2019 marks 40 years of Lion’s Roar. But instead of looking back, we’re looking forward — to Buddhism’s next 40 years.
2019 marks 40 years of continuous publishing at Lion’s Roar. We’re maturing, and Buddhism in the West is maturing too, but it’s still early days by any standard. We see a landscape rich with diverse voices, traditions, teachings, and practices; societal and individual challenges that are more urgent than ever; and evermore opportunities for Buddhism to have a positive impact.
In our 40th-anniversary year, we’re peering into the future, bringing together some of today’s finest Buddhist thinkers to hear what they think is in store, or should be, for the dharma’s next 40 years.
On this page, you can find all of the introductions and essays from the series. Read, share, and come back throughout the year for thought-provoking perspectives on the future of Buddhism.
What’s the Message?
In our first issue, we asked leading Buddhist teachers (and one astute observer of spiritual America) what they feel is the most helpful message or teaching Buddhism can offer in coming decades. As people who benefit from Buddhist practice, we have a common project: to benefit people’s lives, society, and the future of the earth. This is in fact the common project of all humanity. To it we offer the brilliance of the teachings, the power of the techniques, and whatever wisdom is in our minds and love in our hearts. To be of benefit is the basic Buddhist vow. It is the basic human vow. Let’s talk about how to fulfill it with skill and foresight.
The Importance of Diversity
It’s easy for privileged people to think of diversity as just about appearances—how a company looks, who’s in a community, what groups are represented on stage. People who run things would like us to think of diversity that way, as kind of superficial. Because real diversity challenges power structures and puts us on the spot about who we are as human beings.
This collection of five powerful essays on diversity and Buddhism is part of our year-long series marking the fortieth anniversary of Lion’s Roar. Our theme is the next forty years of Buddhism—how it can change, deepen, and, yes, diversify in order to be of most benefit to many different people’s lives, to our society, and to the future. Benefit, after all, is Buddhism’s only goal and the standard by which it is measured.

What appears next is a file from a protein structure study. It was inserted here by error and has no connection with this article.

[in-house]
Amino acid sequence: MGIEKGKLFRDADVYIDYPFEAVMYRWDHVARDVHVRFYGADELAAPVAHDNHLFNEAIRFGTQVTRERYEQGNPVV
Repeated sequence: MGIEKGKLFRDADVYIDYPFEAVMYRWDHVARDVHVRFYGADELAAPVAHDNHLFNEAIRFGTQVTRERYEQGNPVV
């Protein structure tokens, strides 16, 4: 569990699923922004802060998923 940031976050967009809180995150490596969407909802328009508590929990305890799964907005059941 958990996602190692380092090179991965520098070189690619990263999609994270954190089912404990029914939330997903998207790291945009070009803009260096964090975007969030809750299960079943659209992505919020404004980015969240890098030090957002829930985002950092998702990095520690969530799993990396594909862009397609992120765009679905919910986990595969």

Becoming more diverse will be as challenging and transformative for Buddhism as for the rest of society. But while each of these important essays offers a powerful, sometimes damning critique of the Buddhist status quo, each also points to the tremendous progress and benefit that real diversity will bring. It is one of the most important things we can do to make the Buddha’s teachings a reality.
Deepening Our Practice and Study
Buddhists focus a lot these days on spreading the dharma. We aspire to make Buddhist practices and teachings accessible and applicable in order to benefit as many people as possible. And rightly so.
But there is another, less glamorous job that is as important as widening the reach of the dharma. It is deepening the practice and study of Buddhism. That is the subject of these five essays in our fortieth anniversary series looking at key issues for Buddhism’s next forty years.
It is its profundity—the depth of its teachings and practices—that defines Buddhism. Without it, Buddhism is reduced to just another self-help system that, while helpful, only addresses the symptoms of samsara. It is deep practice and study that gives Buddhism its integrity and ensures its benefit in the future.
No matter where we are on our spiritual path, we strive to deepen our own practice and understanding. That’s one contribution we can all make. Beyond that, Buddhism in the West needs a foundation of expert teachers, meditators, and students of the dharma, and so we need to support their long-term practice and study.
That way, Buddhism will be like a great tree—its branches and leaves will spread gloriously because its roots are deep.